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I am using VSTS 2008 + C# + .Net 3.5 + IIS 6.0 + Windows Server 2003 Enterprise x64 SP2 + ASP.Net. I am using anynomous authentication + Windows authentication mode in IIS web site, and I map the user identity to mycorp\george in anynomous account and also use mycorp/george to run IIS worker process. I have also added mycorp\george to administrator group of the IIS web server machine. "mycorp" is the (Windows Active Directory) domain name my department is using.

I always got unauthorized error (401) when accessing the web site from another computer using account mycorp\george (but no error when accessing web site from local computer to access web site.) The web site is a share point web site using Share Point Service 3.0.

I have also used IIS authentication and authorization tool to do diagnoistics, here is the tool I am using http://www.microsoft.com/downloads/details.aspx?familyid=63AAF167-2138-4231-B6ED-56298044BD3B&displaylang=en

This tool reports similar authentication and authorization issue,

mycorp\george account does not have Access this computer from the network privilege Path:W3SVC/1670937635/ROOT AuthType:Anonymous Server's response: HTTP/1.1 401 Access denied Learn about IIS status codes Path:W3SVC/1670937635/ROOT AuthType:Anonymous

Any ideas what is wrong? I think for administrator account like mycorp\george, the account should have no privilege (authentication and authorization) limitation issues.

thanks in advance, George

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Belongs on Server Fault. –  Richard Sep 21 '09 at 9:22
Should be in Serverfault as well :) –  Chathuranga Chandrasekara Sep 21 '09 at 9:22
This is a question asked by developer. :-) –  George2 Sep 21 '09 at 9:34
@George2: The site should be selected by the type of question, not who is asking it (a developer could ask a home system admin question, it would still belong on Super User). –  Richard Sep 21 '09 at 9:52
It is a question blocking and found in development, I think I should ask here. :-) –  George2 Sep 21 '09 at 13:37

3 Answers 3

up vote 2 down vote accepted

There are multiple possible issues:

1. How Is the Remote Access to a Local Account Configured.

Is the system in a domain or workgroup? If in a workgroup, unless you change it, all remote access by administrator accounts is disabled (they are treated as guests).

You can change this in local security policy:

  • Run secpol.msc from Start | Run
  • Go to Local Policies | Security Options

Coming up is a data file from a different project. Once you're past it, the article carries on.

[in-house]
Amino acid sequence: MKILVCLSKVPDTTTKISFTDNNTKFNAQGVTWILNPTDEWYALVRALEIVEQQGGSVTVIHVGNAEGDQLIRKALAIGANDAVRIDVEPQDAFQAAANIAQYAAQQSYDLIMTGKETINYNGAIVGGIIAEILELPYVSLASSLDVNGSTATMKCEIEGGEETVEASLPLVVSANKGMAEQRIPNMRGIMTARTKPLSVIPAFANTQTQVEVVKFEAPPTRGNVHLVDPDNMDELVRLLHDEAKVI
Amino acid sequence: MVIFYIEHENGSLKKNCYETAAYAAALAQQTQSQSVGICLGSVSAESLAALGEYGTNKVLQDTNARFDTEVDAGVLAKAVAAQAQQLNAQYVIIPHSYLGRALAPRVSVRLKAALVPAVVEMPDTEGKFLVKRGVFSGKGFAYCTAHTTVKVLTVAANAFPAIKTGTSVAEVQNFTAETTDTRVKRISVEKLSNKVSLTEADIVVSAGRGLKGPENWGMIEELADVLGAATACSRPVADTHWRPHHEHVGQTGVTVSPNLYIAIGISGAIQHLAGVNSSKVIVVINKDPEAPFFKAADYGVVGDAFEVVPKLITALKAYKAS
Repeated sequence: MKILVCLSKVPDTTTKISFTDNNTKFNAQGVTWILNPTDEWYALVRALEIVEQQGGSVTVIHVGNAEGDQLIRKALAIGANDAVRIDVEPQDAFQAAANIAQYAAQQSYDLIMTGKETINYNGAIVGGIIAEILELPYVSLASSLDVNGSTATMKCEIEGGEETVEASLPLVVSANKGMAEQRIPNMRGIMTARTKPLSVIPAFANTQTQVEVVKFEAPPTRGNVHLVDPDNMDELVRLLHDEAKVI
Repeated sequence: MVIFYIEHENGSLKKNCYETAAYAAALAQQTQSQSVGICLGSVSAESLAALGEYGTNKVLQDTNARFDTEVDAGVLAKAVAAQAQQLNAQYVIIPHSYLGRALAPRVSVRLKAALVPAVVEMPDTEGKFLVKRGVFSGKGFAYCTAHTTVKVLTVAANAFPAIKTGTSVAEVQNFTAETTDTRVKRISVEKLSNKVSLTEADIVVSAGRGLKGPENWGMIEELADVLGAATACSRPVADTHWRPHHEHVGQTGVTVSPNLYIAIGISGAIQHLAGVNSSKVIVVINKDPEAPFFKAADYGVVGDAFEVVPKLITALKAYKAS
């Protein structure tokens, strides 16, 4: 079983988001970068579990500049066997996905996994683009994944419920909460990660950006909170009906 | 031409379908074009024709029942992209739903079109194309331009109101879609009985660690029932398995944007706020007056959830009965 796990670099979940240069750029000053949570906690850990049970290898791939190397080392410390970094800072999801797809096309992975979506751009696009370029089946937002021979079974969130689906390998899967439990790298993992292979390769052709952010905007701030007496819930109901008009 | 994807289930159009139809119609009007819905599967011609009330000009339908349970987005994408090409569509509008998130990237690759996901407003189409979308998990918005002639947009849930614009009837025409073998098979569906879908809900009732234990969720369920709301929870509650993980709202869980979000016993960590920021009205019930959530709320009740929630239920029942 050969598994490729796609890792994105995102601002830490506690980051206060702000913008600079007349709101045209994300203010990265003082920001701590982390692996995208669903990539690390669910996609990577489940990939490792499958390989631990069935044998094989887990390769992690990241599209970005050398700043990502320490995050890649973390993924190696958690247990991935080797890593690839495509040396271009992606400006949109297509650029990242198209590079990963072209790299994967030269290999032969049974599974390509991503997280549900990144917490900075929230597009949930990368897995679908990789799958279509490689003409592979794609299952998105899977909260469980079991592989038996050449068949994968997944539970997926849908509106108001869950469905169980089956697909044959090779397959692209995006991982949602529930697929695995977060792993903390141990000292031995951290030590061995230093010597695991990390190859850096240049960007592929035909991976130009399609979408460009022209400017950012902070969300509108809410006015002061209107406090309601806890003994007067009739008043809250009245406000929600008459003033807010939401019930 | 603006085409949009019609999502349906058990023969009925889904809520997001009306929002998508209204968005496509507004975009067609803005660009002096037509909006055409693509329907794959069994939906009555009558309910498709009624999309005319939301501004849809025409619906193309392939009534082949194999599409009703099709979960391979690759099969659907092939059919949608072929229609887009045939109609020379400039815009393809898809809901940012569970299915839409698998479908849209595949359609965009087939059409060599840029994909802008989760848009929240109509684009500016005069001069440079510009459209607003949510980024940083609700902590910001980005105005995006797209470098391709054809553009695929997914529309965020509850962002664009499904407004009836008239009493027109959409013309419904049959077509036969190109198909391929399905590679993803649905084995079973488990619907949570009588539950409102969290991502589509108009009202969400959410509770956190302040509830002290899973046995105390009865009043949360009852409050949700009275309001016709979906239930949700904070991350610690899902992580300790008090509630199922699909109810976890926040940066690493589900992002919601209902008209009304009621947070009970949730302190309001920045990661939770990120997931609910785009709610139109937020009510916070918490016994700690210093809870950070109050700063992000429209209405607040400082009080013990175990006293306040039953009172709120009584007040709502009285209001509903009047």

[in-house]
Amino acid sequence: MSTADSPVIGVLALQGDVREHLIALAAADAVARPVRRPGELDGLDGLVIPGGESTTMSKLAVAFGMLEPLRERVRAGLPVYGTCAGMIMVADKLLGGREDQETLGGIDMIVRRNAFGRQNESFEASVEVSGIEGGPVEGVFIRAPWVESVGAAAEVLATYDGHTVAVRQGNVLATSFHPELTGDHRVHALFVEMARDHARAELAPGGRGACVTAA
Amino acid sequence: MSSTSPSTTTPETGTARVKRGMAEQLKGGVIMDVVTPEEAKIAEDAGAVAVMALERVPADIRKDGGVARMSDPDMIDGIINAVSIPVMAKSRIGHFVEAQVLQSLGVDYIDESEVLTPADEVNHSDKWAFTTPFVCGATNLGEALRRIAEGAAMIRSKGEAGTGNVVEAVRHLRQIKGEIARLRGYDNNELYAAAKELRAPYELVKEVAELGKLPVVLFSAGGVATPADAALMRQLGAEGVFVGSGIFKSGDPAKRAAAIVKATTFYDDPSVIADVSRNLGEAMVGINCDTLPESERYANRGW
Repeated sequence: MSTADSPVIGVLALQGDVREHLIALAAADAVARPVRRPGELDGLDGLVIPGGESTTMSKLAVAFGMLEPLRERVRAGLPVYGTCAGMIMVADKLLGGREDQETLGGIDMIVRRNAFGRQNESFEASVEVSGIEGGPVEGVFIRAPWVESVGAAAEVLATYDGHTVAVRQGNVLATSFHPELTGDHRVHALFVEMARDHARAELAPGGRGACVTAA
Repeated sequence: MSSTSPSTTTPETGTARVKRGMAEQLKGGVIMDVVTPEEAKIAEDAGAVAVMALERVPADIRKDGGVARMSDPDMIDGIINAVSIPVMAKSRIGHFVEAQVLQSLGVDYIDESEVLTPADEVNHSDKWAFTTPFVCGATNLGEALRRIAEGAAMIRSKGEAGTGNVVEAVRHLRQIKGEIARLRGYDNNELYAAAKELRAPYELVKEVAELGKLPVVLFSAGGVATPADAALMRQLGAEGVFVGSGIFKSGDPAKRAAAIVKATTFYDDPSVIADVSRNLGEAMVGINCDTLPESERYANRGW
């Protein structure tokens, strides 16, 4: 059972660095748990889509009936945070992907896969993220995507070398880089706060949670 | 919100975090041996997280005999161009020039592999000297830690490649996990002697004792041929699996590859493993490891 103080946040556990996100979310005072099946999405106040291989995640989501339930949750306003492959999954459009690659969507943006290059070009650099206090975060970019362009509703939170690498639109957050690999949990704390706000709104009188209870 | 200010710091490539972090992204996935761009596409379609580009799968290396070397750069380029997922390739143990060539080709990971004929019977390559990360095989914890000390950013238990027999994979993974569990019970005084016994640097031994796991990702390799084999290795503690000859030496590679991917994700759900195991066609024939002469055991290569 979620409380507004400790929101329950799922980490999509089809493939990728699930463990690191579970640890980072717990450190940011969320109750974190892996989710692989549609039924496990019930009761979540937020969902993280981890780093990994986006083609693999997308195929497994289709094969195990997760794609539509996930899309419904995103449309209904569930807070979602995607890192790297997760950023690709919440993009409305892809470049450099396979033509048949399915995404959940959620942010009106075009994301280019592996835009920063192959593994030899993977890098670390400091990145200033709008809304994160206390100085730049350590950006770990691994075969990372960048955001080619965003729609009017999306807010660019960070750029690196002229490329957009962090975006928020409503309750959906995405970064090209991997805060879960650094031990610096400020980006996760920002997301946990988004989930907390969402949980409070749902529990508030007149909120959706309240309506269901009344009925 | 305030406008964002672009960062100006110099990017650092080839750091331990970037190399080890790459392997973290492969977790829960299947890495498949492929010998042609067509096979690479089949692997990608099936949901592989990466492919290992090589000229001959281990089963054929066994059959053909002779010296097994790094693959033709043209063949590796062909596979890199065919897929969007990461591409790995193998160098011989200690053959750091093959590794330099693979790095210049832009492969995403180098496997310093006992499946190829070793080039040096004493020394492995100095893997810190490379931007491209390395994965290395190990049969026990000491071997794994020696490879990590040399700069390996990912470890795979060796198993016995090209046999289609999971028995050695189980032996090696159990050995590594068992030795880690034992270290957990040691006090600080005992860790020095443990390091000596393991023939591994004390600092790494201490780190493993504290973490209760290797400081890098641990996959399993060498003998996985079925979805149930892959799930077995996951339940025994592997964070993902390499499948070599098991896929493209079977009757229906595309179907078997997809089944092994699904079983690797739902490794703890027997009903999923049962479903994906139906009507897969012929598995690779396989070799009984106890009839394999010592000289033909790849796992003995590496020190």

• Select setting "Network access: Sharing and security model for local accounts"
  • Ensure this is set to "Classic: Local users authenticate as themselves."

(The explanation tab gives more details.)

While in secpol also check that you are auditting account logins.

2. ISS Authentication Settings

What are the authentication settings for the virtual directory? Is anonymous access enabled? Is Windows Authentication enabled?

If you are auditting account login events, check the security event log to see the logins that should have happened if the user was authenticated.

3. What are the permissions on the file system

Does the remote user (for Windows Authentication) or the Worker Process identity (for anonymous) have read access to the file system objects?

Use Process Monitor to see if the files are being accessed (or attempts made to access them), this should help see if it is IIS generating the unauthorized error internally or use to an access denied from the file system.

4. Go back to the error

HTTP/1.1 401 Access denied Learn about IIS status codes Path:W3SVC/1670937635/ROOT AuthType:Anonymous

This seems to be saying that the client is not being authorised as their Windows account. This seems to be the area to focus on. Do you get the same if the client browser is running on the server box, how about a different box, how about a different browser? Is IE configured for the applicable zone to allow Windows authentication?

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Thanks Richard, the computer is in an Windows Active Directory domain. I am using account mycorp\george (mycorp is the domain name) to access remotely. I set both IIS worker process account and anonymous account to mycorp\george, and add mycorp\george to IIS machine administrator group. In this way, I think there should not be any issues from your point 2 and 3, correct (since I think administrator should have all permissions)? –  George2 Sep 21 '09 at 9:39
For your point 1, I already set to "Classic" other than "Guest only". Any further ideas to analyze? –  George2 Sep 21 '09 at 9:43